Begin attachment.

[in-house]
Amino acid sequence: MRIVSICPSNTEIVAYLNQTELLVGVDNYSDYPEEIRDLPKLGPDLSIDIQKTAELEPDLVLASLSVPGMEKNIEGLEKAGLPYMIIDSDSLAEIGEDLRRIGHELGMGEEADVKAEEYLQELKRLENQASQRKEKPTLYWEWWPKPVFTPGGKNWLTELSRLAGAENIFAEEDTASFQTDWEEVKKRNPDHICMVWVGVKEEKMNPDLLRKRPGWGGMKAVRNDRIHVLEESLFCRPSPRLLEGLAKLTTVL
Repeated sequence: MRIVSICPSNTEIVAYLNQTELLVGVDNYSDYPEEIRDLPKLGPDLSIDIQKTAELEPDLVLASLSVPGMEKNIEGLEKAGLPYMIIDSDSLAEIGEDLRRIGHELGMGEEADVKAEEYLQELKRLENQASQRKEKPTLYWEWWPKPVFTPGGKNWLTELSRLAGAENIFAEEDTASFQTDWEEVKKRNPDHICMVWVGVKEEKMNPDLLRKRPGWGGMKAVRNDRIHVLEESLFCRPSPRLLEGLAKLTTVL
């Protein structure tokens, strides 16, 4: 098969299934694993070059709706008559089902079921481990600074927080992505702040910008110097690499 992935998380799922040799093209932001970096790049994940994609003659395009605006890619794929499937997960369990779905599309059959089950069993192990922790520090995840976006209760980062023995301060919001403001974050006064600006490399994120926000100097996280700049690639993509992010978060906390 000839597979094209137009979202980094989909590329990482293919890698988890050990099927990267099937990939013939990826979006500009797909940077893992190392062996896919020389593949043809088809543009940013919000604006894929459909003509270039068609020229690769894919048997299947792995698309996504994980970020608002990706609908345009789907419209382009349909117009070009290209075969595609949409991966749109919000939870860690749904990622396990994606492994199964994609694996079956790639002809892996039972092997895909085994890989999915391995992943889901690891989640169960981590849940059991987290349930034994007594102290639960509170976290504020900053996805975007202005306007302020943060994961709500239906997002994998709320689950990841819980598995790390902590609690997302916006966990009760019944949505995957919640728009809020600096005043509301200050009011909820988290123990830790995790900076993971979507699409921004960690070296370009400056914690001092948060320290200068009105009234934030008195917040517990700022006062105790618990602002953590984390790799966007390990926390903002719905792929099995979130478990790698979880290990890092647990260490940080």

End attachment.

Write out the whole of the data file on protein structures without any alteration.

[in-house]
Amino acid sequence: MRIVSICPSNTEIVAYLNQTELLVGVDNYSDYPEEIRDLPKLGPDLSIDIQKTAELEPDLVLASLSVPGMEKNIEGLEKAGLPYMIIDSDSLAEIGEDLRRIGHELGMGEEADVKAEEYLQELKRLENQASQRKEKPTLYWEWWPKPVFTPGGKNWLTELSRLAGAENIFAEEDTASFQTDWEEVKKRNPDHICMVWVGVKEEKMNPDLLRKRPGWGGMKAVRNDRIHVLEESLFCRPSPRLLEGLAKLTTVL
Repeated sequence: MRIVSICPSNTEIVAYLNQTELLVGVDNYSDYPEEIRDLPKLGPDLSIDIQKTAELEPDLVLASLSVPGMEKNIEGLEKAGLPYMIIDSDSLAEIGEDLRRIGHELGMGEEADVKAEEYLQELKRLENQASQRKEKPTLYWEWWPKPVFTPGGKNWLTELSRLAGAENIFAEEDTASFQTDWEEVKKRNPDHICMVWVGVKEEKMNPDLLRKRPGWGGMKAVRNDRIHVLEESLFCRPSPRLLEGLAKLTTVL
């Protein structure tokens, strides 16, 4: 098969299934694993070059709706008559089902079921481990600074927080992505702040910008110097690499 992935998380799922040799093209932001970096790049994940994609003659395009605006890619794929499937997960369990779905599309059959089950069993192990922790520090995840976006209760980062023995301060919001403001974050006064600006490399994120926000100097996280700049690639993509992010978060906390 000839597979094209137009979202980094989909590329990482293919890698988890050990099927990267099937990939013939990826979006500009797909940077893992190392062996896919020389593949043809088809543009940013919000604006894929459909003509270039068609020229690769894919048997299947792995698309996504994980970020608002990706609908345009789907419209382009349909117009070009290209075969595609949409991966749109919000939870860690749904990622396990994606492994199964994609694996079956790639002809892996039972092997895909085994890989999915391995992943889901690891989640169960981590849940059991987290349930034994007594102290639960509170976290504020900053996805975007202005306007302020943060994961709500239906997002994998709320689950990841819980598995790390902590609690997302916006966990009760019944949505995957919640728009809020600096005043509301200050009011909820988290123990830790995790900076993971979507699409921004960690070296370009400056914690001092948060320290200068009105009234934030008195917040517990700022006062105790618990602002953590984390790799966007390990926390903002719905792929099995979130478990790698979880290990890092647990260490940080």